But one thing is missing, the ConstraintLayout, ViewGroup or View implementations don’t know of our attribute declarations, so it is useless thinking that they can manage the attributes for us. Well, since we declared them for this view, it has to be managed in this view.

Essentially, passing in the attributeSet and a reference to the styleable declaration denotes that all attributes present in the attributeSet object and also happens to be defined in R.styleable.FileDescriptor should be retrieved. This means if attributes xyz is defined in XML (layout) and XML (attr), it should be returned by Android. Whatever is returned is stored in a local attributes object.

Now that we have the attributes, we have to identify which attribute is which. To achieve this every attribute has an ID attached to it, but we did not define any, so where does this come from?

It so happens that by default, the ID for every declared attribute is the name of the Custom View and the name of the attribute separated by an underscore. So, the ID for our name attribute is FileDescriptor_name, this is so that we don’t end up having clashes between attribute names (namespacing), of course one Custom View cannot have two attributes of the same name declared.

There are helper methods on the attributes object that help in getting the values of the set attributes as long as the ID is passed in. We call getBoolean on the attributes object passing the ID of the name attribute, and a default value. The default value is returned if the attribute was not set initially. We then return the Boolean value and store in showInfoByDefault. The same is done for viewBackground, just that this time, we are getting a resource. Now that we have gotten and stored the values of our attributes, we have to call recycle() on the attributes object to avoid memory leaks.

We then go ahead to set the background of the compound component to viewBackground (remember this defaults to R.blah.blah if none is set), and the visibility of the info section is determined by the showInfoByDefault variable. We can also use this time to set a click listener on the file_info toggle, when this is clicked, we invert the value of showInfoByDefault, and reset the visibility of the info section. Great!

The next step is to set the attributes up in the activity_main itself. So we go…

In the code above, we set the showInfoByDefault attribute to true, this automatically shows the info section and the viewBackground is set to a drawable resource. Running the app, we come up with this.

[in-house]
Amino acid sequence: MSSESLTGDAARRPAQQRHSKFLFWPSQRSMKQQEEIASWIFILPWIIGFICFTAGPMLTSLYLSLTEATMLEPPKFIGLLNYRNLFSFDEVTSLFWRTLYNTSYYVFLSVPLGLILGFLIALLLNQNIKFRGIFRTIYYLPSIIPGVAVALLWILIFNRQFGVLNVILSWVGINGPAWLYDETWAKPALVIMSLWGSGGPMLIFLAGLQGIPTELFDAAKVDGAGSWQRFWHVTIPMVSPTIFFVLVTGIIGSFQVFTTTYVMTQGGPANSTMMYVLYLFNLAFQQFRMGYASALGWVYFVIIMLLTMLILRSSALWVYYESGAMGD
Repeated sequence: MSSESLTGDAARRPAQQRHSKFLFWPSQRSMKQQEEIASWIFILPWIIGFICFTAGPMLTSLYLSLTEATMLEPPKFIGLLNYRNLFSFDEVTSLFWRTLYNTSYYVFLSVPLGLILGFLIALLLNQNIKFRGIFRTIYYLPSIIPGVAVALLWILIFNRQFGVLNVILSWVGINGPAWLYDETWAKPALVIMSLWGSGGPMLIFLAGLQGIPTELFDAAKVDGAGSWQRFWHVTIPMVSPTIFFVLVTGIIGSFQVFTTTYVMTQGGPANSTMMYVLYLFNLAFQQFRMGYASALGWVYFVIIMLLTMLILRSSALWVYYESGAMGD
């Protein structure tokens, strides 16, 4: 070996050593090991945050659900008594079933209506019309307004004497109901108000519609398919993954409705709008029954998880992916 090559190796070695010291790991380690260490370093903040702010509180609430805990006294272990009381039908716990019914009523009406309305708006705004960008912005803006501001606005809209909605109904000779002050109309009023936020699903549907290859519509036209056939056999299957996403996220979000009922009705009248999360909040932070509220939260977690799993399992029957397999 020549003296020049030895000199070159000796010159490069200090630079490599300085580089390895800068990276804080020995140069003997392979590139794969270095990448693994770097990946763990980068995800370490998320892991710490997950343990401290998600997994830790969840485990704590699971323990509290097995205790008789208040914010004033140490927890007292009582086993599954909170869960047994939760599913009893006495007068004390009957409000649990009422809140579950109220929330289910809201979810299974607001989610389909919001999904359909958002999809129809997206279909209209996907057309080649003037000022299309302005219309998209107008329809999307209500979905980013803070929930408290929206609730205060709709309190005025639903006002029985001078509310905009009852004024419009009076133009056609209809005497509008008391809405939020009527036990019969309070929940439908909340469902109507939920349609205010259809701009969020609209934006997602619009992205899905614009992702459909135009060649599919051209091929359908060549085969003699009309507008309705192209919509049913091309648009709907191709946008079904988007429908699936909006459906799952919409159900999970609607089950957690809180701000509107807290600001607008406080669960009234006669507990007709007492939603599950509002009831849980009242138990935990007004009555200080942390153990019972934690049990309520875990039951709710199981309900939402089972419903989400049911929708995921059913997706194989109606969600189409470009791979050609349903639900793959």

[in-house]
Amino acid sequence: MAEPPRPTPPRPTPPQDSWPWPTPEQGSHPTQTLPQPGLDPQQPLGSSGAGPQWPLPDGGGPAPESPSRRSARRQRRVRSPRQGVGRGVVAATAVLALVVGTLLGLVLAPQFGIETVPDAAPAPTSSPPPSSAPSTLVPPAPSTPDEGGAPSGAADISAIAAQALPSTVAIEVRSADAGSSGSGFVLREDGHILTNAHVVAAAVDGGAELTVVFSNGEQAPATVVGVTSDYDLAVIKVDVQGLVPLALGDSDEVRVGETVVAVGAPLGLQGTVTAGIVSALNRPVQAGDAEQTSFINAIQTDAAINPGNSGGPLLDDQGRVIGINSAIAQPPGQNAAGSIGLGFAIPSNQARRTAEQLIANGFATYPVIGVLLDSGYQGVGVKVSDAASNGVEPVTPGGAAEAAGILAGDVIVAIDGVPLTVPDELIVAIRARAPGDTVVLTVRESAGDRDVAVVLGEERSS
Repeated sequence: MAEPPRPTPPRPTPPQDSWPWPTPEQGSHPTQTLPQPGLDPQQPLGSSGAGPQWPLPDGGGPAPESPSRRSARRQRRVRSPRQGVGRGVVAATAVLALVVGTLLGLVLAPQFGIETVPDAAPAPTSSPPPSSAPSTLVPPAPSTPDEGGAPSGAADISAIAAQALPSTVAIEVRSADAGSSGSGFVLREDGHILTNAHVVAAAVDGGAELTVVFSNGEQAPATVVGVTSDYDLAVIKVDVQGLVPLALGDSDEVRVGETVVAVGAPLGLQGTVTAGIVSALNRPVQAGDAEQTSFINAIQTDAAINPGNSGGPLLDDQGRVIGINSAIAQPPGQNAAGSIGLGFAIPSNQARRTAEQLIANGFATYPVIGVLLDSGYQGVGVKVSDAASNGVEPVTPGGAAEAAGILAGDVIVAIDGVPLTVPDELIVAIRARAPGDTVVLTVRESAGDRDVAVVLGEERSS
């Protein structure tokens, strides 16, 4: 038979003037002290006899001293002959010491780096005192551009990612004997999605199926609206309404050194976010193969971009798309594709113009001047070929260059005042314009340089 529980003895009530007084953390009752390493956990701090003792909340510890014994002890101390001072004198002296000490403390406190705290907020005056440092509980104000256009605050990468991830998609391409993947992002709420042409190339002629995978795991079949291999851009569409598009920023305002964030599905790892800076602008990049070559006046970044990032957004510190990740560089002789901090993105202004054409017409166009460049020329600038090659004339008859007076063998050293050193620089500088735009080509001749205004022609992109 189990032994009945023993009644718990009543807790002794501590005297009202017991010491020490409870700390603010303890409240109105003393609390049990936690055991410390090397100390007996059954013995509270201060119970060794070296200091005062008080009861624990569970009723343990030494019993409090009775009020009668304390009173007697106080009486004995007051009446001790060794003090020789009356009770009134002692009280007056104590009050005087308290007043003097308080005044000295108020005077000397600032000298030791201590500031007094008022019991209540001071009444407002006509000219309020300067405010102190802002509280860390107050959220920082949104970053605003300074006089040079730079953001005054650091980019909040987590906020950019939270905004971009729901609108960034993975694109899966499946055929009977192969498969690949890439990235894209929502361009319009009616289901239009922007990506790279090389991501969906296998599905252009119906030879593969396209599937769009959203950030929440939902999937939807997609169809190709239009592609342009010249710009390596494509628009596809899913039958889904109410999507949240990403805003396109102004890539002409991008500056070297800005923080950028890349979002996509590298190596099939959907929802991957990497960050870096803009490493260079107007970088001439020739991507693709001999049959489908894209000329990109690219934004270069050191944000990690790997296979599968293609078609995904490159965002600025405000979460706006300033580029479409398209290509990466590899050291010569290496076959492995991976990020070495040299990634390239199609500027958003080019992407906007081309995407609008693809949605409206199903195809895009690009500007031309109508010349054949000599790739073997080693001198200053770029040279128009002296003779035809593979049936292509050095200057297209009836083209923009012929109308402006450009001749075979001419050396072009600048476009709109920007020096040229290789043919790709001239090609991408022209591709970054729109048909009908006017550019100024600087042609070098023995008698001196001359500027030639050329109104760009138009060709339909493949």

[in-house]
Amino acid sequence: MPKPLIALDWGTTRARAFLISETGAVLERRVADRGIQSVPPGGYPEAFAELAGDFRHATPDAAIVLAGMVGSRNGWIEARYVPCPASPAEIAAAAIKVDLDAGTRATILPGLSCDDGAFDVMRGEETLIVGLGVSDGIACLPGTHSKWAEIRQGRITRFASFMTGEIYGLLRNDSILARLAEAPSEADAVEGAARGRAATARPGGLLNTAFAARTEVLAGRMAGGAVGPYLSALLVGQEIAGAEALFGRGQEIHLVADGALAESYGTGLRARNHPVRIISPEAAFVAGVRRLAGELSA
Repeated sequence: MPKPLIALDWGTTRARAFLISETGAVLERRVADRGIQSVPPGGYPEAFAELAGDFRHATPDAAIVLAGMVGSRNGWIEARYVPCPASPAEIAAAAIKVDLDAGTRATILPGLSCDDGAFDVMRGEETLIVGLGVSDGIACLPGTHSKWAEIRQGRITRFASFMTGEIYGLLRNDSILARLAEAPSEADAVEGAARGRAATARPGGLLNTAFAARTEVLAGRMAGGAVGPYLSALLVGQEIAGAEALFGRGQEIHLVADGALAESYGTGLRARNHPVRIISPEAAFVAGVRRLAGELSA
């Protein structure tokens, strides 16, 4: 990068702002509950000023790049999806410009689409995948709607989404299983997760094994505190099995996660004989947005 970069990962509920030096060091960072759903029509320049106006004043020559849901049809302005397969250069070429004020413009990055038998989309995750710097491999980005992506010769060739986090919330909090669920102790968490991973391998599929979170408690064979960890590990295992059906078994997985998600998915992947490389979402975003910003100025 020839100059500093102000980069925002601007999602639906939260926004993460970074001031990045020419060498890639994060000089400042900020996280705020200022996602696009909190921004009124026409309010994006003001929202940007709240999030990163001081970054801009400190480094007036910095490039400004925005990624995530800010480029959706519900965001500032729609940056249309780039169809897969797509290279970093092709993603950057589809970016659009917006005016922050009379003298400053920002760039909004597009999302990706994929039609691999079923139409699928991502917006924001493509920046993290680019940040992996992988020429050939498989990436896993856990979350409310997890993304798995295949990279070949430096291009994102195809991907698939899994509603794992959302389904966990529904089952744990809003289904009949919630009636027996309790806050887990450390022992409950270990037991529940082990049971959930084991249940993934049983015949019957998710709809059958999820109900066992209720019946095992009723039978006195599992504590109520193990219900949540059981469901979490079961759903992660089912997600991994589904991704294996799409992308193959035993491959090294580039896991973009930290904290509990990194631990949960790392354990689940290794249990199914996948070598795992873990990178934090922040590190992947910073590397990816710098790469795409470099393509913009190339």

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demo for compound components after add different drawable for background as attributes and different state for the info section

In the image above, the background drawable set as an attribute takes effect and the extra space towards the bottom is the info section showing by default.

Finally, we need to add support to share the file’s information to other applications, we go on to add a new method shareDescription which makes sure the file object isn’t null before creating a share intent object. This is just a regular intent object with action set to Intent.ACTION_SEND and an extra attached to it which is the text to be shared. We then need to state the type of the data being shared to be text/plain, then the intent is launched, and we return from the block of code, if it happens to be null, we display a toast requiring a file to be selected initially.

Running the app, we go on to select a video from the File system and the data is retrieved as programmed, clicking on the share icon brings up the sharing options android provides for the type of data that is to be shared, and selecting any of those consumers shares the data appropriately.

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Left: demo app showing details about a selected video and the info section visible, Right: demo showing the collapsed version of the compound component

And when the share icon is clicked?

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Left: Android’s sharing provider giving a grid of options to which text/plain can be shared to, Right: The data being shared to Whatsapp

Next Steps

We’ve come to the end of the series on Compound Components on Android. Well, it was a roller coaster ride and not so easy, new concepts flying here and there, but if you have any bugging questions, feel free to ask in the comments section or send me a DM on Twitter, or tag me in any of your tweets relating to the subject matter. Well, this component is not perfect as you can keep adding features to it. Some of them you can experiment with are:

  1. Hide the share and info icons if no file has been selected
  2. Embed the file selection process inside the component — we do it from outside the component with the Select File button in the activity_main file, you can find a way to put the functionality inside the component itself.
  3. Resetting the component, a text or icon button that resets the compound component back to an empty state.
  4. Add more attributes, they are never too much

Code for this project can be found here, thanks for reading! Cheers!!